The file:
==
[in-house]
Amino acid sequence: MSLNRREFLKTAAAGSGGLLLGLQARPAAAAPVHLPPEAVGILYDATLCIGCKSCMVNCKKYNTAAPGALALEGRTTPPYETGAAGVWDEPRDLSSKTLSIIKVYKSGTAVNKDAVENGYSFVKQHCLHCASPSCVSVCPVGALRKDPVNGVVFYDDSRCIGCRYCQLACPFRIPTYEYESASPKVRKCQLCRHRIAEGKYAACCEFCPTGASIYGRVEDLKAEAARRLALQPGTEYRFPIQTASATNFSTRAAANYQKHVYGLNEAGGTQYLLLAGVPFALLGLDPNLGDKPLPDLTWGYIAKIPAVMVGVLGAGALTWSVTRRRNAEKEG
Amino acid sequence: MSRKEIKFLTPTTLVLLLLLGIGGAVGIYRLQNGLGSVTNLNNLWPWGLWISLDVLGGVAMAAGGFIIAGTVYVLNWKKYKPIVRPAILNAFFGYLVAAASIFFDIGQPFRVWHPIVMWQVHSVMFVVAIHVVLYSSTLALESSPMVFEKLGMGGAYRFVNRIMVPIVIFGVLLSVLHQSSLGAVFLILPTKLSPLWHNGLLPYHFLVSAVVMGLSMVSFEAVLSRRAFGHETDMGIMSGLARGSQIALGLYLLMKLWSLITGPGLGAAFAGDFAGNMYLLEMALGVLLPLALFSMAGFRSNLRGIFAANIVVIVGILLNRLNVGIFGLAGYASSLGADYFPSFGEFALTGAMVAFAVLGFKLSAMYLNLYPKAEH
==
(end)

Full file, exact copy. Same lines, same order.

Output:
[in-house]
Amino acid sequence: MSLNRREFLKTAAAGSGGLLLGLQARPAAAAPVHLPPEAVGILYDATLCIGCKSCMVNCKKYNTAAPGALALEGRTTPPYETGAAGVWDEPRDLSSKTLSIIKVYKSGTAVNKDAVENGYSFVKQHCLHCASPSCVSVCPVGALRKDPVNGVVFYDDSRCIGCRYCQLACPFRIPTYEYESASPKVRKCQLCRHRIAEGKYAACCEFCPTGASIYGRVEDLKAEAARRLALQPGTEYRFPIQTASATNFSTRAAANYQKHVYGLNEAGGTQYLLLAGVPFALLGLDPNLGDKPLPDLTWGYIAKIPAVMVGVLGAGALTWSVTRRRNAEKEG
Amino acid sequence: MSRKEIKFLTPTTLVLLLLLGIGGAVGIYRLQNGLGSVTNLNNLWPWGLWISLDVLGGVAMAAGGFIIAGTVYVLNWKKYKPIVRPAILNAFFGYLVAAASIFFDIGQPFRVWHPIVMWQVHSVMFVVAIHVVLYSSTLALESSPMVFEKLGMGGAYRFVNRIMVPIVIFGVLLSVLHQSSLGAVFLILPTKLSPLWHNGLLPYHFLVSAVVMGLSMVSFEAVLSRRAFGHETDMGIMSGLARGSQIALGLYLLMKLWSLITGPGLGAAFAGDFAGNMYLLEMALGVLLPLALFSMAGFRSNLRGIFAANIVVIVGILLNRLNVGIFGLAGYASSLGADYFPSFGEFALTGAMVAFAVLGFKLSAMYLNLYPKAEH